Of the 238 patients, 205 had ischemic strokes, 20 primary intracerebral hemorrhage, 9 subarachnoid hemorrhage, and 4 unclassified. The sociodemographic and prestroke risk factors of the sample are shown in Table 1. Overall 162 (69%) of the patients were white, 55 (23%) were black, and 21 (8%) were from other ethnic groups or missing ethnicity. The mean age was 69 years (SD, 14 years). Seventy-four percent of the patients had at least 1 present comorbid disease, whereas 26% did not have any. Eighty-one percent of the patients had a prestroke BI of 20 and only 13% patients had a severe stroke (NIHSS >13). A total of 74% patients had no abnormalities in their cognitive tests (AMT: 8–10). Seventy-seven percent of the patients were treated on a stroke unit, whereas 16% were treated on general medical wards and 7% patients were not admitted to hospitals.
Distribution of Outcome Scale Scores
At the 3-month follow-up, a significantly large number (19%) of patients had a minimum value in FAI (floor effect) as compared with only 2% in BI and 4% in NEADL (P<0.001), whereas significantly more patients (33%) had maximum BI values (ceiling effect) compared with the proportion of patients with maximum NEADL (4%) or FAI (0%; P<0.001; Figure 1). Figure 1 also shows that median transformed total scores (interquartile range) for FAI, BI, and NEADL were, respectively 24 (4–53), 90 (65–100), and 49 (16–81) with 100 the maximum score achievable. Hence, the distribution of FAI was positively skewed (skewness=0.54), whereas the distribution of BI was negatively skewed (skewness=−1.38) and the distribution of NEADL was symmetrical.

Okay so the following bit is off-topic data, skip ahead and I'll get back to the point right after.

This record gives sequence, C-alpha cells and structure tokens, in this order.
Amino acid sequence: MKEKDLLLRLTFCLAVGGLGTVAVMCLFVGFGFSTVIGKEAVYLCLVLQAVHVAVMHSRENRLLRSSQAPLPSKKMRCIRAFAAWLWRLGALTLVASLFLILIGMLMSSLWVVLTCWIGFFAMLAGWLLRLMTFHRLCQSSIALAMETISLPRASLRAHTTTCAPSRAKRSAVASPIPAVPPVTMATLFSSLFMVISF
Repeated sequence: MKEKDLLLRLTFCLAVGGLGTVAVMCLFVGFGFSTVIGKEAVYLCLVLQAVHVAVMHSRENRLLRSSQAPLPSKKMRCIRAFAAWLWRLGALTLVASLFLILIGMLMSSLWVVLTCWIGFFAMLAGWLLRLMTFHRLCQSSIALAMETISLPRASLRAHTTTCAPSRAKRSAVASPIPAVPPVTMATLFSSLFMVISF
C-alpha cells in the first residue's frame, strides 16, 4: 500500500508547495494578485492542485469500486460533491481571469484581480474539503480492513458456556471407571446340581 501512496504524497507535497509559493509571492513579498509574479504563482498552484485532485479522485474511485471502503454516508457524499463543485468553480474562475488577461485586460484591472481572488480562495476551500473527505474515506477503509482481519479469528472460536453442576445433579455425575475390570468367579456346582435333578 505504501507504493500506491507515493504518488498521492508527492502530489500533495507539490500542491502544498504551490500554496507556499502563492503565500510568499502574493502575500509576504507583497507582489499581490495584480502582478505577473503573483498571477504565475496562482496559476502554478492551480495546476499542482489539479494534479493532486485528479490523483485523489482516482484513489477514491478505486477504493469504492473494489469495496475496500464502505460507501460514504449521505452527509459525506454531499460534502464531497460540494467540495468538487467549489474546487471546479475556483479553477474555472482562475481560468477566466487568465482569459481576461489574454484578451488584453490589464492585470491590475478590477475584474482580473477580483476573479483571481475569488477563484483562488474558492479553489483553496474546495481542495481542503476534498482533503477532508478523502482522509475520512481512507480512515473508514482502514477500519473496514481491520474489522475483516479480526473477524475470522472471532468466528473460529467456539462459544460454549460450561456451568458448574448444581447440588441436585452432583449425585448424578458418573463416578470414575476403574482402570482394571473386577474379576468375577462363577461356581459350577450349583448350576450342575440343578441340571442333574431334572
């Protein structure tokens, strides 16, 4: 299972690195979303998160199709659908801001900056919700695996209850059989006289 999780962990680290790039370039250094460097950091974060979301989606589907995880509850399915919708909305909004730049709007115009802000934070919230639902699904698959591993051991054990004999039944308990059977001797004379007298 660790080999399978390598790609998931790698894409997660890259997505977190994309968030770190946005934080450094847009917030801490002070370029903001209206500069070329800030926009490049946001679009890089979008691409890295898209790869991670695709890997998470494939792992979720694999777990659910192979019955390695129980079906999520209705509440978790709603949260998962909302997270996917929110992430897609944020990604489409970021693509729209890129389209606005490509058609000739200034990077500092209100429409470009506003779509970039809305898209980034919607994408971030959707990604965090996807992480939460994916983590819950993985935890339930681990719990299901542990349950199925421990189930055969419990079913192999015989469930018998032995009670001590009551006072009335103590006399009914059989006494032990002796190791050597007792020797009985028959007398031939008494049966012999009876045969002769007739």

Pairwise Association Between the Outcome Scale Scores
The Spearman rank correlation coefficient showed that the 3 scales were highly significantly concurrently valid with respect to each other (rs ≥0.80, P<0.001; Table 2). However, ICC showed lower pair wise correlations (reliability) and only correlation between NEADL and FAI (ri=0.75; CI, 0.06–0.91) was significant in this case. Concordance correlation coefficient gave almost identical values as of ICC but more precise. The correlations were also significantly different from each other like the Spearman rank correlation. All 3 measures showed that the correlation between NEADL and BI was higher than that between FAI and BI. This is consistent with the lower coefficient of variation between NEADL and BI than that of between FAI and BI (Table 2). As expected, the correlation between the 2 EADL scales, FAI and NEADL, was the highest.
Agreement Between the Outcome Scale Scores
Results of the deviance test including model R2 for the fitted fractional polynomial models in Figures 2 and 3 are given in online-only Data Supplement Table I (http://stroke.ahajournals.org). There was a nonlinear relationship between FAI and BI (Figure 2A) as well as between NEADL and BI (Figure 2C). Only very few points lied along the line of equality suggesting a poor agreement of FAI and NEADL with the BI. Bland-Altman plot was V-shaped in both pairs suggesting that the best agreement occurred for patients with a low or high level of ADL. However, scatterplots showed that for those measured with high BI, both FAI and NEADL had huge ranges; similarly for low FAI or NEADL, there were huge ranges of BI. BI measured higher ADL compared with the FAI and NEADL, particularly for average active patients. The mean difference between FAI and BI was −47 (Figure 2B) and between NEADL and BI was −29 (Figure 2D) suggesting that the agreement between NEADL and BI was higher than that between FAI and BI.